The Olympics have come and gone yet again until the next games in Tokyo in 2020. In recent weeks we have watched athletes from all over the world compete in their chosen sport at the highest level, and experience both the agony and the ecstasy of either success or defeat. We saw a range of emotional responses – from elation and joy, gratitude and relief, to shock, disbelief and even despair. All of the athletes had been preparing to compete at these games for years, both physically and mentally, but unfortunately there can only be one winner on the day.
For those who finish in anything other than first place, there’s a choice to make once the race is over and the emotion is passed – will they make changes in order to get better results, or will they continue with their programme unchanged? There has been much speculation about what factors may have contributed to Australia’s unexpectedly low medal tally, and time will tell if there is a case to answer. Not surprisingly, nothing changes if nothing changes, so my guess is that unless the AOC finds ways of doing things differently in the future, maybe we will see similar results in Tokyo.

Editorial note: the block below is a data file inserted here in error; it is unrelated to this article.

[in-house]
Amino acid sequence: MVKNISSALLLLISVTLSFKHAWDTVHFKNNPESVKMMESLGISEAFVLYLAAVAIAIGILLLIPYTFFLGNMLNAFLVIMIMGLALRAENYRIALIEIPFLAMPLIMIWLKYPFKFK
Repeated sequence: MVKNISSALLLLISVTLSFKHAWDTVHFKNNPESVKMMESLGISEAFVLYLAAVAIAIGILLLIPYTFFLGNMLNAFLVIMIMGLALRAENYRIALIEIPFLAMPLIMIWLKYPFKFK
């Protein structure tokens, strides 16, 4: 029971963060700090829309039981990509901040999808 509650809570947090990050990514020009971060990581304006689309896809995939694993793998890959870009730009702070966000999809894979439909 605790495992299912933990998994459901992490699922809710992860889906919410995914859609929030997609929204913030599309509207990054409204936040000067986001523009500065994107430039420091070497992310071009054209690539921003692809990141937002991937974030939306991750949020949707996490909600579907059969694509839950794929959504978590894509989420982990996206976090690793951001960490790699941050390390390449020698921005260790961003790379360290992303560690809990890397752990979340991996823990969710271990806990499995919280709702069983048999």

Applying for a job is in many ways like competing in the Olympics. The job you are applying for is equivalent with that coveted gold medal. Just like the athletes who receive silver, bronze or are unplaced in their event are able to choose to make changes to improve their future performance, an unsuccessful jobseeker also has the opportunity to choose to make changes to their future applications, in order to improve their job prospects.
Athletes may look to draw on, and glean from the expertise of another coach, or find new strategies and techniques that will streamline and improve their performance. Jobseekers may need to look at how they present themselves, both in writing and in person. A new “coach” may also be of value here. If what you’ve been doing isn’t getting the results you want, then maybe it’s time to do things differently. Even the smallest changes can affect the outcome.